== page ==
<pagequality level="4" user="Zoeannl" />style="background: #ececec; text-align: left; padding-left: 0.5em; font-weight: bold;" class="table-rh"themselves personally, they act as every one else does, on the principle of obtaining from labour the greatest possible amount of useful results.
Perhaps I may be thought to exaggerate, and that there are no true sisyphists.
If it be argued that in practice they do not press their principle to its most extreme consequences, I willingly grant it. This is always the case when one sets out with a false principle. Such a principle soon leads to results so absurd and so mischievous that we are obliged to stop short. This is the reason why practical industry never admits sisyphism; punishment would follow error too closely not to expose it. But in matters of speculation, such as theorists and statesmen deal in, one may pursue a false principle a long time before discovering its falsity by the complicated consequences to which men were formerly strangers; and when at last its falsity is found out, the authors take refuge in the opposite principle, turn round, contradict themselves, and seek their justification in a modern maxim of incomparable absurdity: in political economy, there is no inflexible rule, no absolute principle.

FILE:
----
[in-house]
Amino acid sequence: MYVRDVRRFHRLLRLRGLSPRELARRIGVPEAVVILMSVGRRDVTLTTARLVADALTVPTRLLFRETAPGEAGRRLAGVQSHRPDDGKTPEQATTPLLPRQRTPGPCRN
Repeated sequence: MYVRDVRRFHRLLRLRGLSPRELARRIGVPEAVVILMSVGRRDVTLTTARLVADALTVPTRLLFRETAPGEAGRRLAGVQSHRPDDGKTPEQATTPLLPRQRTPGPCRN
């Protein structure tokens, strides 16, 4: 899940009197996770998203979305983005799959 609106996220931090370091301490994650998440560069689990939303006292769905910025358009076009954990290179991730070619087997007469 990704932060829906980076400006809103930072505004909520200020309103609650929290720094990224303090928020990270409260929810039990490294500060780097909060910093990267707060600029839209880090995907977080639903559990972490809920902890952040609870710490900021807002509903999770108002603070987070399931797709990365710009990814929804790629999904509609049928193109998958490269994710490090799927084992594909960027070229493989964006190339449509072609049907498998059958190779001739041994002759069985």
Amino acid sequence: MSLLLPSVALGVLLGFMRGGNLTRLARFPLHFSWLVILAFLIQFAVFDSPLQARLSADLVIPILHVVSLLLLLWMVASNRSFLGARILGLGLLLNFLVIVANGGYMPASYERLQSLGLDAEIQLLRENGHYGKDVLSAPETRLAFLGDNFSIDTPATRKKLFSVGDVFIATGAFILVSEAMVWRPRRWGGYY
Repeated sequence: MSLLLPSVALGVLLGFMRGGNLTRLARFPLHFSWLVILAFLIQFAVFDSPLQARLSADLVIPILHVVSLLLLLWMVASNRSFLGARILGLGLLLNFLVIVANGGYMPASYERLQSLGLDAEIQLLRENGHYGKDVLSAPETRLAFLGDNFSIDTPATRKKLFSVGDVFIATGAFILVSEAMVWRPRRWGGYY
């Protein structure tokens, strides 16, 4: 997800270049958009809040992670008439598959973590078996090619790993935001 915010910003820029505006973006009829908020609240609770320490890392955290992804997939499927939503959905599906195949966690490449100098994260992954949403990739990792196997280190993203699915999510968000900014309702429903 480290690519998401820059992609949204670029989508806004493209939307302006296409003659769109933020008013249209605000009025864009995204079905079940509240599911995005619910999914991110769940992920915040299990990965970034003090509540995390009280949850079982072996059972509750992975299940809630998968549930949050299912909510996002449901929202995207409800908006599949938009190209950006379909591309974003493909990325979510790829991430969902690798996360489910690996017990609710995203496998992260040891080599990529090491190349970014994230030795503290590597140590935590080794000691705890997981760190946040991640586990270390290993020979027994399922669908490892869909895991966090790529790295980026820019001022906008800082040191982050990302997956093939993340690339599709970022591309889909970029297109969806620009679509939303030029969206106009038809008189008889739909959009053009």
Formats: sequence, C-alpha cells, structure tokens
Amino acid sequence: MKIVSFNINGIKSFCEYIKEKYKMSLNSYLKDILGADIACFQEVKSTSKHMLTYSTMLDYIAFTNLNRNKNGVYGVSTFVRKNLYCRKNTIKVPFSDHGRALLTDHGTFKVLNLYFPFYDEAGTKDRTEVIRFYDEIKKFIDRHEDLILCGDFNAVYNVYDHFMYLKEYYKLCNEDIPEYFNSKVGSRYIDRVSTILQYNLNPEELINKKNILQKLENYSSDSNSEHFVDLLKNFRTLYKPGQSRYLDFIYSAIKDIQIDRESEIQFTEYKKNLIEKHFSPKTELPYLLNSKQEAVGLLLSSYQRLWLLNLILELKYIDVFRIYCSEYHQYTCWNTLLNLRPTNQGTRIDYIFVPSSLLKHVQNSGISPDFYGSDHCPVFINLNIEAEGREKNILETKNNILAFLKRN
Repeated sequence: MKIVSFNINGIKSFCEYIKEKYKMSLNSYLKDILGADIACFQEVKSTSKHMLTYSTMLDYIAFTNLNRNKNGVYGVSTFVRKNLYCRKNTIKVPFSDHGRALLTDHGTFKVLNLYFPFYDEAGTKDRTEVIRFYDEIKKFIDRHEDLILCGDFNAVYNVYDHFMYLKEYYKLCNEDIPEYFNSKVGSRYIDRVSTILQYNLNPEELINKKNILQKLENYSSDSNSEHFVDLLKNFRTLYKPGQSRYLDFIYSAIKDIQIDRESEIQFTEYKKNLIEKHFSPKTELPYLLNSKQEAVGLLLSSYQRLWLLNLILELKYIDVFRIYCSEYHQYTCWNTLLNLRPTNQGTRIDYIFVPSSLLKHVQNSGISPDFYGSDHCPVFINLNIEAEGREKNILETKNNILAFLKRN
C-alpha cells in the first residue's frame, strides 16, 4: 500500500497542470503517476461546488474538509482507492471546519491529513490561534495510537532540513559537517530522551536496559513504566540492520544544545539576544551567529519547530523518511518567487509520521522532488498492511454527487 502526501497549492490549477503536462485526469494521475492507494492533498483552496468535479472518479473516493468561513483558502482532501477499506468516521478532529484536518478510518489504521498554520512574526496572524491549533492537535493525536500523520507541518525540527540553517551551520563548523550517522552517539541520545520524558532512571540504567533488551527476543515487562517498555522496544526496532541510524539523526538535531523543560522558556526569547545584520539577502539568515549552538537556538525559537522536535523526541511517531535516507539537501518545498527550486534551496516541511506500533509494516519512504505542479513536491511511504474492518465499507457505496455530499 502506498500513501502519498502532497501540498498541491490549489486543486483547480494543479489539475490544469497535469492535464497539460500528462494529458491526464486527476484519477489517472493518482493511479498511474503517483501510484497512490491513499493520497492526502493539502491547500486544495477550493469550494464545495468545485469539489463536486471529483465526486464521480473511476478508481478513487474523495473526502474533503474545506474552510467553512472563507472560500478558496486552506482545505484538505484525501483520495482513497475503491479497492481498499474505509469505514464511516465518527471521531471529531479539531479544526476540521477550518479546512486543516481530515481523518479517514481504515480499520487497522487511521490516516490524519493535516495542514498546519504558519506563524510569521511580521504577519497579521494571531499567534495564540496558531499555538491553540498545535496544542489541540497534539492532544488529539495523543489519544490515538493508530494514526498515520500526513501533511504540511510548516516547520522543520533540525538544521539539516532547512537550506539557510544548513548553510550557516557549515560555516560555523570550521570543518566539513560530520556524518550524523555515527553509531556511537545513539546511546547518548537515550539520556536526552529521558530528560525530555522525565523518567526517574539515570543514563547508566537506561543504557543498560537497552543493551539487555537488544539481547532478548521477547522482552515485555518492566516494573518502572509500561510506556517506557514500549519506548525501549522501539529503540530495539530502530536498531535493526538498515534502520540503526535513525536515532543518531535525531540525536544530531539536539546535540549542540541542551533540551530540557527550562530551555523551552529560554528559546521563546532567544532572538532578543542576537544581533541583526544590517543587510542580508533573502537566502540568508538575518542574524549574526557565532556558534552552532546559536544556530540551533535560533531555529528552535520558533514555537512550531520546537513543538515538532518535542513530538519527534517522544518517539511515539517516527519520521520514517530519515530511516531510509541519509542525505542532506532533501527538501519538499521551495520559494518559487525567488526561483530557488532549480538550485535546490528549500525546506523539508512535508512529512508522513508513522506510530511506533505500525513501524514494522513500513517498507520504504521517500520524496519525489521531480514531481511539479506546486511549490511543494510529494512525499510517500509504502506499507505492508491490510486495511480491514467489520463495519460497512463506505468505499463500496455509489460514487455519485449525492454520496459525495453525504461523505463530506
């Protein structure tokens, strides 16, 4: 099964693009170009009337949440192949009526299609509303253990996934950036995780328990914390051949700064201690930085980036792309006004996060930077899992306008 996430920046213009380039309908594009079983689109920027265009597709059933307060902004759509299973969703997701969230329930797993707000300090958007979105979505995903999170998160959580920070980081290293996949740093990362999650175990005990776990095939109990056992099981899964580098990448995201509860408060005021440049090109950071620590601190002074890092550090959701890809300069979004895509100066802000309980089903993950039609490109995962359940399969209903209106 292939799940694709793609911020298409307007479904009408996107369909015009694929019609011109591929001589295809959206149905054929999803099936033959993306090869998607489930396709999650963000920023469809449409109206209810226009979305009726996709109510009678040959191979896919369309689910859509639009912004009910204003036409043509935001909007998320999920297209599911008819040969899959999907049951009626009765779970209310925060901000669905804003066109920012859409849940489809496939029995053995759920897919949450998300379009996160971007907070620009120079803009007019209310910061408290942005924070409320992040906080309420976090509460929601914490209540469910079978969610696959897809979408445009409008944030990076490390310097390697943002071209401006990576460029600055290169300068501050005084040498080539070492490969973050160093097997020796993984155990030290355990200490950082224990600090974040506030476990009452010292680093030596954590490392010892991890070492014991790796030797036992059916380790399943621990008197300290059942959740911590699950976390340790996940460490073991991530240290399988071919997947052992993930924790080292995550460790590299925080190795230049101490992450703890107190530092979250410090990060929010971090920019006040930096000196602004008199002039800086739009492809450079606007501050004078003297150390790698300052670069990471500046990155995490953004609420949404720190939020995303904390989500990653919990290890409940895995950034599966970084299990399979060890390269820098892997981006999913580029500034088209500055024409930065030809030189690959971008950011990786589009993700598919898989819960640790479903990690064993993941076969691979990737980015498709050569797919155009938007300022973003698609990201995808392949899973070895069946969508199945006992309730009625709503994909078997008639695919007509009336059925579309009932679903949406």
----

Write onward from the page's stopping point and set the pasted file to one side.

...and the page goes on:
Let us see, then, if these two opposite principles which I have just described do not predominate by turns, the one in practical industry, the other in industrial legislation.
I have already noticed the saying of M. Bugeaud (that "when bread is dear, agriculturists become rich"); but in M. Bugeaud are embodied two separate characters, the agriculturist and the legislator.
As an agriculturist, M. Bugeaud directs all his efforts to two ends,—to save labour, and obtain cheap bread. When he prefers a good plough to a bad one; when he improves his pastures; when, in order to pulverize the soil, he substitutes as much as possible the action of the atmosphere for that of the harrow and the hoe; when he calls to his aid all the processes of which science and experiment have proved the efficacy,—he has but one object in view, viz., to diminish the proportion of effort to result. We have indeed no other test of the ability of a cultivator, and the perfection of his processes, than to measure to what extent they have lessened the one and added to the other. And as all the farmers in the world act